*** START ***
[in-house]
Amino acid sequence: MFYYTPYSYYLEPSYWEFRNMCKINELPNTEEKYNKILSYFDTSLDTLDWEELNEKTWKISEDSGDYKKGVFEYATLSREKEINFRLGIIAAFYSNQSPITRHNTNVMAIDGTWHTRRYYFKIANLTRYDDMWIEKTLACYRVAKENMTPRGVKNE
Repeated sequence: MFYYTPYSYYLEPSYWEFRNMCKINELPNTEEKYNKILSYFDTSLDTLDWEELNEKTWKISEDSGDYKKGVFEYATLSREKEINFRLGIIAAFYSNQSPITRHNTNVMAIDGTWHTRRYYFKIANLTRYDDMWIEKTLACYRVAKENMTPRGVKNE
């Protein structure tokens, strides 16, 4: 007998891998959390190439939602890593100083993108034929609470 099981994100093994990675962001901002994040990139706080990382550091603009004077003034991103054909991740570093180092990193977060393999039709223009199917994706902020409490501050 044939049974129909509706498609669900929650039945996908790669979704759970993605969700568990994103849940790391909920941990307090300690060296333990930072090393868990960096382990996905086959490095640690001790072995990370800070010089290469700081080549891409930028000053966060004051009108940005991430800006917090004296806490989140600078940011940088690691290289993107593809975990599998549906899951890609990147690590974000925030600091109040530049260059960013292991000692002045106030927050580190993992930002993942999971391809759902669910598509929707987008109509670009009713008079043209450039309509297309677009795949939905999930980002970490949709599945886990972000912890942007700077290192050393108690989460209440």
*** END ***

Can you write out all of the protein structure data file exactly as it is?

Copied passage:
[in-house]
Amino acid sequence: MFYYTPYSYYLEPSYWEFRNMCKINELPNTEEKYNKILSYFDTSLDTLDWEELNEKTWKISEDSGDYKKGVFEYATLSREKEINFRLGIIAAFYSNQSPITRHNTNVMAIDGTWHTRRYYFKIANLTRYDDMWIEKTLACYRVAKENMTPRGVKNE
Repeated sequence: MFYYTPYSYYLEPSYWEFRNMCKINELPNTEEKYNKILSYFDTSLDTLDWEELNEKTWKISEDSGDYKKGVFEYATLSREKEINFRLGIIAAFYSNQSPITRHNTNVMAIDGTWHTRRYYFKIANLTRYDDMWIEKTLACYRVAKENMTPRGVKNE
């Protein structure tokens, strides 16, 4: 007998891998959390190439939602890593100083993108034929609470 099981994100093994990675962001901002994040990139706080990382550091603009004077003034991103054909991740570093180092990193977060393999039709223009199917994706902020409490501050 044939049974129909509706498609669900929650039945996908790669979704759970993605969700568990994103849940790391909920941990307090300690060296333990930072090393868990960096382990996905086959490095640690001790072995990370800070010089290469700081080549891409930028000053966060004051009108940005991430800006917090004296806490989140600078940011940088690691290289993107593809975990599998549906899951890609990147690590974000925030600091109040530049260059960013292991000692002045106030927050580190993992930002993942999971391809759902669910598509929707987008109509670009009713008079043209450039309509297309677009795949939905999930980002970490949709599945886990972000912890942007700077290192050393108690989460209440």